Author: Lydia Afonso
Date created: 2016/03/14
Oxidized Wine …
- What it is: Contamination caused by too much oxygen exposure. You know when you leave a sliced apple out on the counter and it turns brown? It’s that same process but in your wine. Oxidization is the most common wine fault in older wines and is easy to replicate at home with any bottle of wine.
- How you can tell: Oxidized wines lose their brightness, both in color and in flavor. Bright reds turn to a brownish-orange color, and fresh tastes develop drier, more bitter characteristics. White wines are much more susceptible to oxidization than reds, because reds’ higher tannin levels act as a buffer. If you really want to see what this looks like: open a new bottle, pour a glass and save that bottle for about a week. Congrats, your bottle is ruined. Drink some and compare it to that first glass you had.
- Can I fix it? No, but you can prolong the shelf life of opened wine by using a wine preserving tool. If your bottle is oxidized right off the shelf, it was either had a faulty closure or mishandled. Take it back!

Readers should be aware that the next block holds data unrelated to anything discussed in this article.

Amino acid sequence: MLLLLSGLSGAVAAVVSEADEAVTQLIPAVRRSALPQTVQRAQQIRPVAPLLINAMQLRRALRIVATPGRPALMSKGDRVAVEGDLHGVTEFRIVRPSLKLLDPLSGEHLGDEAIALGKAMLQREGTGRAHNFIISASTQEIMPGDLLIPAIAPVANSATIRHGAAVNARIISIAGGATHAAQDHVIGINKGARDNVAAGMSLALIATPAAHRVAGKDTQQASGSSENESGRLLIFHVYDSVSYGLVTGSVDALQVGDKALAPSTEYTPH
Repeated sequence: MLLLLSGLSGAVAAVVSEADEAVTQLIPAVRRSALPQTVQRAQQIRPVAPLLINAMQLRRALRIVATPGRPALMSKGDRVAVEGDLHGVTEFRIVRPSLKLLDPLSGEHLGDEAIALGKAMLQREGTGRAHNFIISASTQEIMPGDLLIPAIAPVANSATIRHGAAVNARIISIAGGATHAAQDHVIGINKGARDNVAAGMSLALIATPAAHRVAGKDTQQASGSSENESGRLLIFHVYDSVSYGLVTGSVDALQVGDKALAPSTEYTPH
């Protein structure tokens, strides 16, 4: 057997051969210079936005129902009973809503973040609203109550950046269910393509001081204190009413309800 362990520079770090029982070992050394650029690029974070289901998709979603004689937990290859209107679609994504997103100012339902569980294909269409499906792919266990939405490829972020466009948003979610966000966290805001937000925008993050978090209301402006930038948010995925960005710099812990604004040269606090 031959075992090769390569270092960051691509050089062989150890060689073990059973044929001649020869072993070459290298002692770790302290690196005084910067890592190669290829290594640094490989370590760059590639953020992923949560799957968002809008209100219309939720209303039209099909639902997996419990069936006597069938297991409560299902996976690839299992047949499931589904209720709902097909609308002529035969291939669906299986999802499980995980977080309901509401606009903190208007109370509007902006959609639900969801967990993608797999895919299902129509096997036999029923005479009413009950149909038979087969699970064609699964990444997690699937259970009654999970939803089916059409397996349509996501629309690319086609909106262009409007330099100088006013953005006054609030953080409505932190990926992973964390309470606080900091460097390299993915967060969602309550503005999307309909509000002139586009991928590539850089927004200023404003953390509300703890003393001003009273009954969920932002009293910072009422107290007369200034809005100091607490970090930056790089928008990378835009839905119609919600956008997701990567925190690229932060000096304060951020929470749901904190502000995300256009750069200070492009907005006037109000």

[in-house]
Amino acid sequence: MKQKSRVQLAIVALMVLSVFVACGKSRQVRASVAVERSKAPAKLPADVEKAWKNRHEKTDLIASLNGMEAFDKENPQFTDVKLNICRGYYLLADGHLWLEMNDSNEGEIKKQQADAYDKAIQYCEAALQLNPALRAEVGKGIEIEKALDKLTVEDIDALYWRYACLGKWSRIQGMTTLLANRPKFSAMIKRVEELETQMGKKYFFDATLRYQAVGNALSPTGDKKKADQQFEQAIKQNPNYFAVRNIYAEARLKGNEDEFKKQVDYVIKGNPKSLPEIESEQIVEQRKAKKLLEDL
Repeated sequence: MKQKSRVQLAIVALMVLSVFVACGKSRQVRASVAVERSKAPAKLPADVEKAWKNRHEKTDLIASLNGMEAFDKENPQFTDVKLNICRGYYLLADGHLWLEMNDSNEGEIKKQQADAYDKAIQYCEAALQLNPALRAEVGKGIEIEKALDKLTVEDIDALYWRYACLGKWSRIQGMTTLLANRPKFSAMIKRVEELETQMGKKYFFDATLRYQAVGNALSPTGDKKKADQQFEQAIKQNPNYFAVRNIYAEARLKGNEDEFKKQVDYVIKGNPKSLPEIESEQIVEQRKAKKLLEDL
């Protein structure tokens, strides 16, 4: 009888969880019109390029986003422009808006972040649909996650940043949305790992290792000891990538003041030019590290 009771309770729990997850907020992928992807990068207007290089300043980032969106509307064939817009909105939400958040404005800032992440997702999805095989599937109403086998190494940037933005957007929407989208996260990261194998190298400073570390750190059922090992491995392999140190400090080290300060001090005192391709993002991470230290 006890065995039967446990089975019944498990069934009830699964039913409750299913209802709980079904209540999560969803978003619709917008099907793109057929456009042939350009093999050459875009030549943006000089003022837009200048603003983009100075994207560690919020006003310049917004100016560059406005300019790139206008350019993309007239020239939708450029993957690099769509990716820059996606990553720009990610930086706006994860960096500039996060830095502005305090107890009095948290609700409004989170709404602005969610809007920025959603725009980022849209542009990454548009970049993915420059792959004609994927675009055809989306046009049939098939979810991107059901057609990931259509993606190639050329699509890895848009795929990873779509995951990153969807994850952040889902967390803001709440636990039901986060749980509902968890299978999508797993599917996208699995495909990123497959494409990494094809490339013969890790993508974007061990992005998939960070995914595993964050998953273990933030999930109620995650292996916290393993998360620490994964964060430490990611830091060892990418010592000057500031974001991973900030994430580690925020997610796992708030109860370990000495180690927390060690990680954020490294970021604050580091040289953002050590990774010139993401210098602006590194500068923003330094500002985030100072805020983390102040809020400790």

2,4,6-Trichloroanisole (TCA) …aka cork taint
- What it is: A chemical containment that found its way into your bottle somewhere in production, usually from real cork. TCA can be present in oak barrels, or the processing lines at the winery as well, which leads to entire batches, rather than single bottles, being ruined.
- How you can tell: Dank odor and taste like wet newspaper, moldy basement or smelly dog. The wine will be fruitless and dominated by the off flavors. Some estimates have placed TCA-affected wines as high as 2% of all wines bottled under real cork, making it the second most common wine fault.
- Can I fix it? Andrew Waterhouse, professor of wine chemistry at the UC Davis, claims you can pour the wine into a bowl with a sheet of plastic wrap. The TCA will be attracted to the polyethylene and pulled from your wine. I say life is too short for fixing wine faults. Send that bottle back!
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